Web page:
Tom B’s excellent adventure

The tourism folks in Boulder, Colorado laud their scenic destination as the “city nestled between the mountains and reality.” As Oak Park Village Manager Tom Barwin heads west this weekend to be considered for Boulder’s manager post, we’d acknowledge that Oak Park has no mountains and that, at times, our ties to reality are a mere string.

So just how different could it be for Barwin if he wins the top spot in Boulder? Could Oak Park match Boulder’s public policy allure? We turned to the official Boulder job description for its next manager for insights. We learned:

  • “The city has over 20 boards and commissions … plus many active panels and advisory groups on specific policy topics and initiatives.” Check!
  • “Boulder residents are highly active, well-organized and well informed.” Check!
  • “Residents can be forceful in presenting their viewpoints. There can also be widely diverging interests between politically active residents who are genuine experts in public policy areas.” Check!
  • “As the city nears build-out, each land use issue becomes more controversial.” Check!
  • “Public process in Boulder can be an end in itself.” Check!

Our conclusion? He must be going for the damned mountains.

New prez @ Community Bank

There’s a new sheriff in town at Community Bank of Oak Park-River Forest.

The bank’s board of directors last week named Walter Healy as its new president, according to a press release. Healy, an employee since the bank was founded in 1996, takes over for Martin Noll. Meanwhile, the departing president will work as chair and CEO of Community Bank.

Healy, 45, has worked in the banking industry since 1988. He has five children and is a lifelong resident of Oak Park. Healy also serves on the finance committee for Ascension Church.

Noll, 65, is a founding shareholder with the local bank, and has worked in the field for 40 years.

25 cents for 10 minutes?

We’ve reported on this before, but it has more impact when you’re actually counting the quarters.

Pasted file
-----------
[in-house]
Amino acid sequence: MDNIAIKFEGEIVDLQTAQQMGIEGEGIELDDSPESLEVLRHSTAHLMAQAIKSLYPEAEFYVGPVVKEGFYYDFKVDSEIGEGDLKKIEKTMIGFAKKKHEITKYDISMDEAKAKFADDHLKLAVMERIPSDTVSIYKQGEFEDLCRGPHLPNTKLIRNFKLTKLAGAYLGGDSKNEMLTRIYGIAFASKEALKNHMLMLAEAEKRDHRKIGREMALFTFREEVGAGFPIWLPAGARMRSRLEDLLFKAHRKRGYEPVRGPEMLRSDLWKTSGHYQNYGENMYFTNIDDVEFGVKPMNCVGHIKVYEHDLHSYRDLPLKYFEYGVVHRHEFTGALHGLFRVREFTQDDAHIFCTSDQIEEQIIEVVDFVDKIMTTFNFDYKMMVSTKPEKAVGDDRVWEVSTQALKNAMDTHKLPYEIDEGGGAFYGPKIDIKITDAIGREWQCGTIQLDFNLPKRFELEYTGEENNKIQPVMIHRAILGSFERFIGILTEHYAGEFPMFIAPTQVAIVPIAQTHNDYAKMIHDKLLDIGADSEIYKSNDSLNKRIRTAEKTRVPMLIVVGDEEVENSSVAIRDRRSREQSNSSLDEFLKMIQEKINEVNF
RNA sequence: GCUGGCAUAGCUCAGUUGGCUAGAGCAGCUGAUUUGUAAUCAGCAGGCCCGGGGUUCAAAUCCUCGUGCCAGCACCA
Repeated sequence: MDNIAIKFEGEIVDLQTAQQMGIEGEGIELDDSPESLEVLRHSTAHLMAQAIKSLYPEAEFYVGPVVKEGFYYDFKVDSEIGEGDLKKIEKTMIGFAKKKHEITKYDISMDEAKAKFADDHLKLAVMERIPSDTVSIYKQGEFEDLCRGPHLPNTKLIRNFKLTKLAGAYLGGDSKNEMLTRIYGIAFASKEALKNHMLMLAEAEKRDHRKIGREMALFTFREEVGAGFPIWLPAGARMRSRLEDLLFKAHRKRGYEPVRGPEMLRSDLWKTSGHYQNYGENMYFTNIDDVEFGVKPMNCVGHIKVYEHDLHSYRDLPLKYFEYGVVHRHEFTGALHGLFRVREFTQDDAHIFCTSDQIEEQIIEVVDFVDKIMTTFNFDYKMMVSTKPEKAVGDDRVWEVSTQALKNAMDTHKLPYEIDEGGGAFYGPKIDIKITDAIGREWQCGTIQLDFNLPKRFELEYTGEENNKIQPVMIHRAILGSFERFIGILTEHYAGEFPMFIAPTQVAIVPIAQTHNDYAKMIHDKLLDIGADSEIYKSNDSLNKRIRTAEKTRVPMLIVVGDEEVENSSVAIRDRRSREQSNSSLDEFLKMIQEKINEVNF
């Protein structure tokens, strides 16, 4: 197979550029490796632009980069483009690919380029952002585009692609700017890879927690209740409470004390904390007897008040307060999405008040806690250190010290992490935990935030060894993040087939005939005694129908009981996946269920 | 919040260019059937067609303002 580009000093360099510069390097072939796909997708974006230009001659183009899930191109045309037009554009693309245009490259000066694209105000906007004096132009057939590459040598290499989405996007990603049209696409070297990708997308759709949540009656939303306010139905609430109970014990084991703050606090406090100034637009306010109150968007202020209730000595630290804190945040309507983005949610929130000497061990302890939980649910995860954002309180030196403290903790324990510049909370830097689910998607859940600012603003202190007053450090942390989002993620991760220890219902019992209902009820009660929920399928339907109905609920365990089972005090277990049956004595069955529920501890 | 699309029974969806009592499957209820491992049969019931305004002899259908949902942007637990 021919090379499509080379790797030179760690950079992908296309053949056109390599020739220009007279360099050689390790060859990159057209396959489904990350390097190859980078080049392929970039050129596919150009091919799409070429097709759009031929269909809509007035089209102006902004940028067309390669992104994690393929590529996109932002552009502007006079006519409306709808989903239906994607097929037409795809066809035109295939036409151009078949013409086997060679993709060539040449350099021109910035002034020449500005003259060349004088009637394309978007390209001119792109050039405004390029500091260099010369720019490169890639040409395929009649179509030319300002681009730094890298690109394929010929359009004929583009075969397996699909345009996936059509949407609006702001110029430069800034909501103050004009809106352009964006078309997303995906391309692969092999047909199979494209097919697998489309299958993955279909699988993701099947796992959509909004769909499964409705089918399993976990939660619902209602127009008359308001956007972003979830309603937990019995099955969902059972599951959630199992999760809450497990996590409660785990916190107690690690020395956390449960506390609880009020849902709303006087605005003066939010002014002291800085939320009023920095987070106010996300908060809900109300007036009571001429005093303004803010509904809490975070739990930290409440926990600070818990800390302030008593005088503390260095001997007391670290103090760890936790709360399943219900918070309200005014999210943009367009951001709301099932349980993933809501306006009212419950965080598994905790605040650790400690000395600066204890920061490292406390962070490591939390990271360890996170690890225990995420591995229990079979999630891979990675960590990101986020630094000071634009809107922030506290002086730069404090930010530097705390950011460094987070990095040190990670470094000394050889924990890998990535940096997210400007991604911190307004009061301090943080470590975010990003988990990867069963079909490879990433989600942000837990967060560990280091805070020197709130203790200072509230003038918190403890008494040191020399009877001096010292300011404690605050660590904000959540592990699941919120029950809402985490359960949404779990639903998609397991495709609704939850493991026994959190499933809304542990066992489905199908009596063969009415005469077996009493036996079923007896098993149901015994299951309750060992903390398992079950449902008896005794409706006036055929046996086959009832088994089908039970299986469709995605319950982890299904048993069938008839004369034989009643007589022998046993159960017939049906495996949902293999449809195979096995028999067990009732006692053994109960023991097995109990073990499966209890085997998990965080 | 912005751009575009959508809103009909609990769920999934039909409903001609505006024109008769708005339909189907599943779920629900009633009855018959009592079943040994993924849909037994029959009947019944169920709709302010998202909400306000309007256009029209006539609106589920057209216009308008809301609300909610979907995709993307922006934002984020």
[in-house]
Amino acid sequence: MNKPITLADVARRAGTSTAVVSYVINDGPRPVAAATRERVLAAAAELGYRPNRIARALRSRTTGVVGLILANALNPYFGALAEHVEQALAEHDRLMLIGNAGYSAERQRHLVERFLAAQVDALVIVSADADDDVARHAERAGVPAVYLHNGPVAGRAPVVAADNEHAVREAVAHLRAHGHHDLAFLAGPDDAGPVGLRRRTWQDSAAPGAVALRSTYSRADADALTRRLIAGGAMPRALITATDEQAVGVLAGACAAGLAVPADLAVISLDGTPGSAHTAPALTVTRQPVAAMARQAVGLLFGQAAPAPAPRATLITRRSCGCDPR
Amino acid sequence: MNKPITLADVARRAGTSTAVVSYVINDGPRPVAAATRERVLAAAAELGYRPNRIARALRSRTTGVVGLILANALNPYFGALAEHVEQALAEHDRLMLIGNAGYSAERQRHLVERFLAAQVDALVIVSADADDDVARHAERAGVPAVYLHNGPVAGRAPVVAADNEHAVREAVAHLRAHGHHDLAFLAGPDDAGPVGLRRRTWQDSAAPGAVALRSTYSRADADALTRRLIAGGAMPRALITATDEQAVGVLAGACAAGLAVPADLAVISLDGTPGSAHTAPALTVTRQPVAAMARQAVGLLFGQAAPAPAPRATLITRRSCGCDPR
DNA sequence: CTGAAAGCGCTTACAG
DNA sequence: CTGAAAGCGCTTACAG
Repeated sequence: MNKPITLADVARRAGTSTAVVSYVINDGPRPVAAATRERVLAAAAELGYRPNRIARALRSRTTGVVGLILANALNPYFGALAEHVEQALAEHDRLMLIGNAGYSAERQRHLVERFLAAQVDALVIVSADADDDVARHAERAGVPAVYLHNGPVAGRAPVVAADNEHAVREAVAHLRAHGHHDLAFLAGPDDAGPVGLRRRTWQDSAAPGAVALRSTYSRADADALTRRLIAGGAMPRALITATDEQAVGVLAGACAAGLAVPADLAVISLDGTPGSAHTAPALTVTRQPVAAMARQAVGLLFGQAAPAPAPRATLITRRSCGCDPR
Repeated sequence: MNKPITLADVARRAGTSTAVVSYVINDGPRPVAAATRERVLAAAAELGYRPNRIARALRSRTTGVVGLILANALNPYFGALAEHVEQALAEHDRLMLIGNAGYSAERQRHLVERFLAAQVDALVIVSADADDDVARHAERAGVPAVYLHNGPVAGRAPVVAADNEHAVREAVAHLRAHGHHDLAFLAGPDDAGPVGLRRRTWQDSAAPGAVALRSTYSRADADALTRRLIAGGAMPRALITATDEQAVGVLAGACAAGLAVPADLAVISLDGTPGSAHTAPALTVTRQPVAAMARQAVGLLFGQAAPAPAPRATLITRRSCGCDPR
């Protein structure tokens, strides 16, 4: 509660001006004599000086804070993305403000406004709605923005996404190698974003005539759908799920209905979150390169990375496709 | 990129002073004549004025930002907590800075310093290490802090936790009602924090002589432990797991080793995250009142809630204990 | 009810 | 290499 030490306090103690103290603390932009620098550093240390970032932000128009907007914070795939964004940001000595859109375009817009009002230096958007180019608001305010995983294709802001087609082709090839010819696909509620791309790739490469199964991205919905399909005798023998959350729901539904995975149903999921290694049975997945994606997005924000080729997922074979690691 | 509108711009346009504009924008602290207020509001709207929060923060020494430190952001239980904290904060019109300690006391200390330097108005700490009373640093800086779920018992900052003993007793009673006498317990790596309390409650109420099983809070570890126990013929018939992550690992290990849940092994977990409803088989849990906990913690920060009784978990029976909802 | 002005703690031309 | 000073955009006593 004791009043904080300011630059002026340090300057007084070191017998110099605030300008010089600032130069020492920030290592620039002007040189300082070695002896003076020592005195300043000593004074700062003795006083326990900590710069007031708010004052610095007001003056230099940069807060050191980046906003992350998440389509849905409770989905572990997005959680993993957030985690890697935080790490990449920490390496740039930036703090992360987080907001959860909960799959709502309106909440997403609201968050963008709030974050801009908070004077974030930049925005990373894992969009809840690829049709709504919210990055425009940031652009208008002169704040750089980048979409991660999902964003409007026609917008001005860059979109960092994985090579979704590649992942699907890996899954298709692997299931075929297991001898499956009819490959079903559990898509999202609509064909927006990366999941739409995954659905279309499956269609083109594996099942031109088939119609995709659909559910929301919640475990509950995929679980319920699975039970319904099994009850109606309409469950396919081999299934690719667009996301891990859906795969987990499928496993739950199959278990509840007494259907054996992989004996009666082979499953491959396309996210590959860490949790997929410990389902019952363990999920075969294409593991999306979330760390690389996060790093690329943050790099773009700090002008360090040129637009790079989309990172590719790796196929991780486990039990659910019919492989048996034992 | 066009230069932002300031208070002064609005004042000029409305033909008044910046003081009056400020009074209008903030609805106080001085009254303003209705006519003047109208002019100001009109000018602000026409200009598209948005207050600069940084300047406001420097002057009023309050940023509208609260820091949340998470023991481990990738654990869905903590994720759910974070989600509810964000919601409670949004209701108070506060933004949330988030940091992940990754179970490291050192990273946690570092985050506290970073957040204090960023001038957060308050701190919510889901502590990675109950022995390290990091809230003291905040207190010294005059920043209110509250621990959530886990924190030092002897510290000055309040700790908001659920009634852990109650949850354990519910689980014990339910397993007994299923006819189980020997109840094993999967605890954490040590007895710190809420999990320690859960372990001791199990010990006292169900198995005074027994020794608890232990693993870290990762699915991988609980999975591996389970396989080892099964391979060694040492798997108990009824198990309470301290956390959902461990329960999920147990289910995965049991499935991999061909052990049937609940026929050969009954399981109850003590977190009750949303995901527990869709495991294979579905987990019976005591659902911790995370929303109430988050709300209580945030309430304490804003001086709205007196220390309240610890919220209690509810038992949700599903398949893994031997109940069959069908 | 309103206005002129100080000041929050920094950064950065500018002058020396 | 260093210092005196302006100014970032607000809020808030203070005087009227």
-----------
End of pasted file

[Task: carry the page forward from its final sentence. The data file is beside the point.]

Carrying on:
The Village of Oak Park has begun to put new parking meter rates into play across the village, starting with its downtown. Where once you paid 50 cents to park for an hour, now meters cost $1.50 for an hour. That’s 25 cents every 10 minutes or six quarters for an hour.

The village hopes the new rates will push parkers into village garages, which are soon to cost $1 for the first two hours. Weather permitting, the village hopes to have the meter changes completely in effect by Aug. 22, said Cara Pavlicek, interim parking manager. The Avenue Business District will also cost $1.50 an hour, while the Harrison and Southtown areas will cost $1 an hour. Most other meters will cost 75 cents (20 minutes for a quarter. Meters throughout the village will be enforced from 8 a.m. to 8 p.m, Monday through Saturday.

Besides garages, the village is also advocating “meter keys” as an alternative to pockets full of change. These are similar to an I-Pass. You purchase the key for a $15 deposit. You can add as much cash onto the key as desired. Oak Park also plans to add two pay stations ($12,500 each), likely in downtown, so people can pay for parking with their credit card.

“It’s always tough in the implementation, but I think it’s going to have some very positive outcomes, long term, for the community,” Pavlicek said.

Still, some residents and business owners are miffed at the changes.

“Why would someone want to come and pay tremendous amounts of money for parking when they can go to North Riverside, Oak Brook, or any of the shopping centers and not have to pay a penny to park?” said Dee LeFevour, a 46-year resident. “I just think it’s absolutely disgraceful.”

Pat Zubak, executive director of Downtown Oak Park, said customers have been “incensed” about the 25 cents for 10 minutes. She deferred to merchants for further comment. Here’s what a select few had to say Monday:

“We just know that people are unhappy. And since our goal is to make our customers happy, it puts us in a very difficult situation. We totally understand the shortfall that the village may have found itself in. We just wish they would’ve found more creative solutions to that shortfall.”
Jason Smith
The Book Table co-owner

“Customers did say it was a shame that it was more expensive, but I know that the village has debt problems, and it’s just another way to tax people. So I suppose that’s probably what they need to do. … I don’t want to convey that I’m upset with the village because I’m not really. I don’t think there’s been customers who have not come because of the parking rate.”
Laura Maychruk
Buzz Café co-owner

“Unfortunately, I think a lot of the retailers don’t want to see the prices go up, and they don’t want to see the hours extended. It’s going to be rough. A lot of the problem is that people aren’t going to have $2 in quarters in their pocket. It’s a rough world we live in right now. People are getting nickeled and dimed to death with taxes, gas, and meter hikes. It’s not a good recipe for business.”
Nick Gambino
Cucina Paradiso co-owner, Avenue Business Association president


In a front page article in the July 23 Wednesday Journal, we misquoted Tammie Grossman, housing programs manager for the Village of Oak Park. The right of first refusal clause was used for discriminatory purposes, not enacted for those reasons. Also, we misnamed a local organization, the Oak Park Regional Housing Center. We regret these errors.

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